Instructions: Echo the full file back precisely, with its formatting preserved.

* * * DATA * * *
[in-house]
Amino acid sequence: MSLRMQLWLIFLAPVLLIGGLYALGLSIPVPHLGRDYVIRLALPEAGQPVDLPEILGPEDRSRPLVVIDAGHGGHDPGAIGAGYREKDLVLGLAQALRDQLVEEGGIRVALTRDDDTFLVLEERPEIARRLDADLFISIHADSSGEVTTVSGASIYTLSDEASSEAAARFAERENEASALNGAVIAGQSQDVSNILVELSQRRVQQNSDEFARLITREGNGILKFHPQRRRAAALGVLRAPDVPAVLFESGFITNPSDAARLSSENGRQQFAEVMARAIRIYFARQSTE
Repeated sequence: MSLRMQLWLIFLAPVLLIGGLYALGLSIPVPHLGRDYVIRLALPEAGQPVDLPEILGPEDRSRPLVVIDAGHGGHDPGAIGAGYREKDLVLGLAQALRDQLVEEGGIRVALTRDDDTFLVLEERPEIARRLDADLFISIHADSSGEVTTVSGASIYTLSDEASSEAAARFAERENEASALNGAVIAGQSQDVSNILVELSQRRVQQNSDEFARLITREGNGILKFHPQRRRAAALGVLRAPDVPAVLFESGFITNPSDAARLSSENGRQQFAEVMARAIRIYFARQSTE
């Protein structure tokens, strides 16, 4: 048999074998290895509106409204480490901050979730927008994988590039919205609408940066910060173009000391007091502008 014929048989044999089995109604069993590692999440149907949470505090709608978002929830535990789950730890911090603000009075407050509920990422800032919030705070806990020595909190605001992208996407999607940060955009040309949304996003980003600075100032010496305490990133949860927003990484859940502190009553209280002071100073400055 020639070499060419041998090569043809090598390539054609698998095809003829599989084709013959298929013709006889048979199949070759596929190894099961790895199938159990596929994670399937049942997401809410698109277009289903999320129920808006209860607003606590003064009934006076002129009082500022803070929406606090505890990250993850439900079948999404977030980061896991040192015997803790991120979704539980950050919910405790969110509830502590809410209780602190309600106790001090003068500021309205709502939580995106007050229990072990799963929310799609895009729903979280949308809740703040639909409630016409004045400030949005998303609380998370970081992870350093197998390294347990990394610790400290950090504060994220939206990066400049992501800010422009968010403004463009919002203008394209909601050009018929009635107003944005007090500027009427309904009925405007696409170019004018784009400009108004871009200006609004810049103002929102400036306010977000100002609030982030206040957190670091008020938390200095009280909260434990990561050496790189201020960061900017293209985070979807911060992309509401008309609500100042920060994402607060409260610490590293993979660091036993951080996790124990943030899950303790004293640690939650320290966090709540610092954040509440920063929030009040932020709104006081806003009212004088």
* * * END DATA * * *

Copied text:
[in-house]
Amino acid sequence: MSLRMQLWLIFLAPVLLIGGLYALGLSIPVPHLGRDYVIRLALPEAGQPVDLPEILGPEDRSRPLVVIDAGHGGHDPGAIGAGYREKDLVLGLAQALRDQLVEEGGIRVALTRDDDTFLVLEERPEIARRLDADLFISIHADSSGEVTTVSGASIYTLSDEASSEAAARFAERENEASALNGAVIAGQSQDVSNILVELSQRRVQQNSDEFARLITREGNGILKFHPQRRRAAALGVLRAPDVPAVLFESGFITNPSDAARLSSENGRQQFAEVMARAIRIYFARQSTE
Repeated sequence: MSLRMQLWLIFLAPVLLIGGLYALGLSIPVPHLGRDYVIRLALPEAGQPVDLPEILGPEDRSRPLVVIDAGHGGHDPGAIGAGYREKDLVLGLAQALRDQLVEEGGIRVALTRDDDTFLVLEERPEIARRLDADLFISIHADSSGEVTTVSGASIYTLSDEASSEAAARFAERENEASALNGAVIAGQSQDVSNILVELSQRRVQQNSDEFARLITREGNGILKFHPQRRRAAALGVLRAPDVPAVLFESGFITNPSDAARLSSENGRQQFAEVMARAIRIYFARQSTE
């Protein structure tokens, strides 16, 4: 048999074998290895509106409204480490901050979730927008994988590039919205609408940066910060173009000391007091502008 014929048989044999089995109604069993590692999440149907949470505090709608978002929830535990789950730890911090603000009075407050509920990422800032919030705070806990020595909190605001992208996407999607940060955009040309949304996003980003600075100032010496305490990133949860927003990484859940502190009553209280002071100073400055 020639070499060419041998090569043809090598390539054609698998095809003829599989084709013959298929013709006889048979199949070759596929190894099961790895199938159990596929994670399937049942997401809410698109277009289903999320129920808006209860607003606590003064009934006076002129009082500022803070929406606090505890990250993850439900079948999404977030980061896991040192015997803790991120979704539980950050919910405790969110509830502590809410209780602190309600106790001090003068500021309205709502939580995106007050229990072990799963929310799609895009729903979280949308809740703040639909409630016409004045400030949005998303609380998370970081992870350093197998390294347990990394610790400290950090504060994220939206990066400049992501800010422009968010403004463009919002203008394209909601050009018929009635107003944005007090500027009427309904009925405007696409170019004018784009400009108004871009200006609004810049103002929102400036306010977000100002609030982030206040957190670091008020938390200095009280909260434990990561050496790189201020960061900017293209985070979807911060992309509401008309609500100042920060994402607060409260610490590293993979660091036993951080996790124990943030899950303790004293640690939650320290966090709540610092954040509440920063929030009040932020709104006081806003009212004088």